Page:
[University of Arkansas][Computing Services]

Disaster Recovery Plan
Disaster Risks and Prevention
(DRPDR002)

Last update: Tuesday, 21-Mar-2000 10:31:51 CST

As important as having a disaster recovery plan is, taking measures to prevent a disaster or to mitigate its effects beforehand is even more important. This portion of the plan reviews the various threats that can lead to a disaster, where our vulnerabilities are, and steps we should take to minimize our risk. The threats covered here are both natural and human-created.


FIRE

The threat of fire in the Administrative Services Building (ADSB), especially in the machine room area, is very real and poses the highest risk factor of all the causes of disaster mentioned here. The building is filled with electrical devices and connections that could overheat or short out and cause a fire. Not to be forgotten are the hydrogen gas producing batteries in the Uninterruptible Power Supply room where a spark could ignite a fire and explosion.

The computers within the facility also pose a quick target for arson from anyone wishing to disrupt University operations. Wide area fires, such as those common in recent years in California, are also a possibility in dry times.

Preventive Measures

Fire Alarms
The Administrative Services Building (ADSB) is equipped with a fire alarm system, with ceiling-mounted smoke detectors scattered widely throughout the building. Smoke detectors are also placed beneath the raised floor of the machine room.
Fire Extinguishers
Hand-held fire extinguishers are required in visible locations throughout the building. Staff are to be trained in the use of fire extinguishers.
Halon System
The machine room and tape vaults are protected by a Halon gas fire extinguishing system.
Building Construction
The ADSB is built primarily of non-combustible materials. The risk to fire can be reduced when new construction is done, or when office furnishings are purchased, to acquire flame resistant products.
Training and Documentation
Detailed instructions for dealing with fire are present in Standard Operating Procedures documentation. Staff are required to undergo training on proper actions to take in the event of a fire. Staff are required to demonstrate proficiency in periodic, unscheduled fire drills.

Recommendations

Regular review of the procedures should be conducted to insure that they are up to date. Unannounced drills should be conducted by an impartial administrator and a written evaluation should be produced for the department heads housed in the building.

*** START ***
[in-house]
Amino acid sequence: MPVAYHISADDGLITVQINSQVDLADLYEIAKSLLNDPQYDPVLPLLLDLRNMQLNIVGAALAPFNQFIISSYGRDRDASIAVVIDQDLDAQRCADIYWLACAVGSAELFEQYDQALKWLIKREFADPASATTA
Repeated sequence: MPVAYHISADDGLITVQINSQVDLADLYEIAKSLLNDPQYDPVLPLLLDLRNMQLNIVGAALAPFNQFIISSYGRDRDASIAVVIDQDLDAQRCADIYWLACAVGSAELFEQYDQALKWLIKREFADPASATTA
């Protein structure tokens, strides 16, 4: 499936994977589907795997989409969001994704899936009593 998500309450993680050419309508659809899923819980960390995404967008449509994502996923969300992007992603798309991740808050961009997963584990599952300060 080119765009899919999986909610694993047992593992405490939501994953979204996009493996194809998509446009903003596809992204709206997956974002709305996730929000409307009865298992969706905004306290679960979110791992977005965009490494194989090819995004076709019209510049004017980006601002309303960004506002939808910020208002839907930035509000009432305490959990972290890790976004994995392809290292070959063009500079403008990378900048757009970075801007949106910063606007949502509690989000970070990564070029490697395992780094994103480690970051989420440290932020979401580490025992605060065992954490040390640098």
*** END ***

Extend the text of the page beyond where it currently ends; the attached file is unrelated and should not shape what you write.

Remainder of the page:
Regular inspections of the fire prevention equipment are also mandated. Fire extinguishers are periodically inspected as a standard policy, but so should the Halon fire prevention system. Non-disruptive tests of the Halon system should also be conducted. Smoke detectors located under the machine room raised flooring should be periodically inspected and cleaned.

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FLOOD

The Administrative Services Building is located in an area surrounded by higher ground. It is also located in the middle of a dry stream bed (culverts have been constructed to divert the stream during wet periods). These factors coupled with the chance of a storm that drops large amounts of rain in the Fayetteville area create the threat of flooding. Flood waters penetrating the machine room, especially with its submerged flooring, can cause a lot of damage. Not only could there be potential disruption of power caused by the water, flood waters can bring in mud and silt that can destroy sensitive electrical connections. Of course, the presence of water in a room with high voltage electrical equipment can pose a threat of electrical shock to personnel within the machine room.

Preventive Measures

Storm sewer modifications were made as a part of the construction of the ADSB building. Water detectors are installed under the machine room floor and two sump pumps are installed in the machine room.

Recommendations

Periodic inspections of the underflooring in the machine room must be conducted to detect water seepage, especially any time there is a heavy downpour. The four water drains located under the floor should also be inspected to make sure that they aren't clogged by debris.

Periodic inspections of the water detectors are also required to ensure their proper operation. Batteries within the detectors must be replaced on a regular schedule.

Operators should be trained in shutdown procedures and drills should be conducted on a regular basis. Also, staff in the machine room should be trained in responding to victims of electrical shock.

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TORNADOS AND HIGH WINDS

As the University of Arkansas is situated along "Tornado Alley", damage due to high winds or an actual tornado is a very real possibility. A tornado has the potential for causing the most destructive disaster we face.

Preventive Measures

While a fire can be as destructive as a tornado, there are very few preventative measures that we can take for tornados. Building construction makes a big difference in the ability of a structure to withstand the forces of high winds. Unfortunately, the Administrative Services Building is not a strong building. The exterior (south) wall and flat roof are susceptible to wind damage. Strong winds are often accompanied by heavy rain, so a double threat of wind and water damage exists if the integrity of the roof is lost.

Recommendations

All occupants of the Administrative Services Building should know where the strong points of the building are and directed to seek shelter in threatening weather. The machine room operator is often unaware of outside weather conditions, so the machine room should be equipped with a weather alert radio.